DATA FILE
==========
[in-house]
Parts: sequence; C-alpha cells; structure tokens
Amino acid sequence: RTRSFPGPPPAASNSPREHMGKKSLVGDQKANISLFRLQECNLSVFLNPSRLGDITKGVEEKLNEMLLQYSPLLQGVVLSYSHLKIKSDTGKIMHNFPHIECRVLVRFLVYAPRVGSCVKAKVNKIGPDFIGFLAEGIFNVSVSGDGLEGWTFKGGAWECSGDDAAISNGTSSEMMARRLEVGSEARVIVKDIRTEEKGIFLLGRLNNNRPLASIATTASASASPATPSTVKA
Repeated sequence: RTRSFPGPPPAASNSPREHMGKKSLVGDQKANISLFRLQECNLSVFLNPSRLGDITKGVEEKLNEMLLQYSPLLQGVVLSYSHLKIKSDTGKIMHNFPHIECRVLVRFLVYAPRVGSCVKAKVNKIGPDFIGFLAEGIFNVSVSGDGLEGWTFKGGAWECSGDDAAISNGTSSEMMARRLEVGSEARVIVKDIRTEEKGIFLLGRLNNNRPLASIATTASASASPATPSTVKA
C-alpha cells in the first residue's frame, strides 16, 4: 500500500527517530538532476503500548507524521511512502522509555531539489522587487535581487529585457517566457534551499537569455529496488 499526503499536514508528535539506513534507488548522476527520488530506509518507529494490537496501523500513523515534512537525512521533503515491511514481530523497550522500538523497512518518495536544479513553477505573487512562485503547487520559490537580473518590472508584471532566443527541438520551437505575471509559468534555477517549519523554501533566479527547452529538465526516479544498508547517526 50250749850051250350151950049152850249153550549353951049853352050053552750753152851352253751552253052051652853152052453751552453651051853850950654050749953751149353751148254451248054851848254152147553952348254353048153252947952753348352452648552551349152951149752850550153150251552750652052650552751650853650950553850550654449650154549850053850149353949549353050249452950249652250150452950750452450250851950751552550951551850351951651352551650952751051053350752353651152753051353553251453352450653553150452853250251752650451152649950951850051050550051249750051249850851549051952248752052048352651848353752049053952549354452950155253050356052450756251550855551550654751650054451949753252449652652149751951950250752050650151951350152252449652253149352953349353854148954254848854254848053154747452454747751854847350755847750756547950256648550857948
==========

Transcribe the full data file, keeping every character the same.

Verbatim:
[in-house]
Parts: sequence; C-alpha cells; structure tokens
Amino acid sequence: RTRSFPGPPPAASNSPREHMGKKSLVGDQKANISLFRLQECNLSVFLNPSRLGDITKGVEEKLNEMLLQYSPLLQGVVLSYSHLKIKSDTGKIMHNFPHIECRVLVRFLVYAPRVGSCVKAKVNKIGPDFIGFLAEGIFNVSVSGDGLEGWTFKGGAWECSGDDAAISNGTSSEMMARRLEVGSEARVIVKDIRTEEKGIFLLGRLNNNRPLASIATTASASASPATPSTVKA
Repeated sequence: RTRSFPGPPPAASNSPREHMGKKSLVGDQKANISLFRLQECNLSVFLNPSRLGDITKGVEEKLNEMLLQYSPLLQGVVLSYSHLKIKSDTGKIMHNFPHIECRVLVRFLVYAPRVGSCVKAKVNKIGPDFIGFLAEGIFNVSVSGDGLEGWTFKGGAWECSGDDAAISNGTSSEMMARRLEVGSEARVIVKDIRTEEKGIFLLGRLNNNRPLASIATTASASASPATPSTVKA
C-alpha cells in the first residue's frame, strides 16, 4: 500500500527517530538532476503500548507524521511512502522509555531539489522587487535581487529585457517566457534551499537569455529496488 499526503499536514508528535539506513534507488548522476527520488530506509518507529494490537496501523500513523515534512537525512521533503515491511514481530523497550522500538523497512518518495536544479513553477505573487512562485503547487520559490537580473518590472508584471532566443527541438520551437505575471509559468534555477517549519523554501533566479527547452529538465526516479544498508547517526 50250749850051250350151950049152850249153550549353951049853352050053552750753152851352253751552253052051652853152052453751552453651051853850950654050749953751149353751148254451248054851848254152147553952348254353048153252947952753348352452648552551349152951149752850550153150251552750652052650552751650853650950553850550654449650154549850053850149353949549353050249452950249652250150452950750452450250851950751552550951551850351951651352551650952751051053350752353651152753051353553251453352450653553150452853250251752650451152649950951850051050550051249750051249850851549051952248752052048352651848353752049053952549354452950155253050356052450756251550855551550654751650054451949753252449652652149751951950250752050650151951350152252449652253149352953349353854148954254848854254848053154747452454747751854847350755847750756547950256648550857948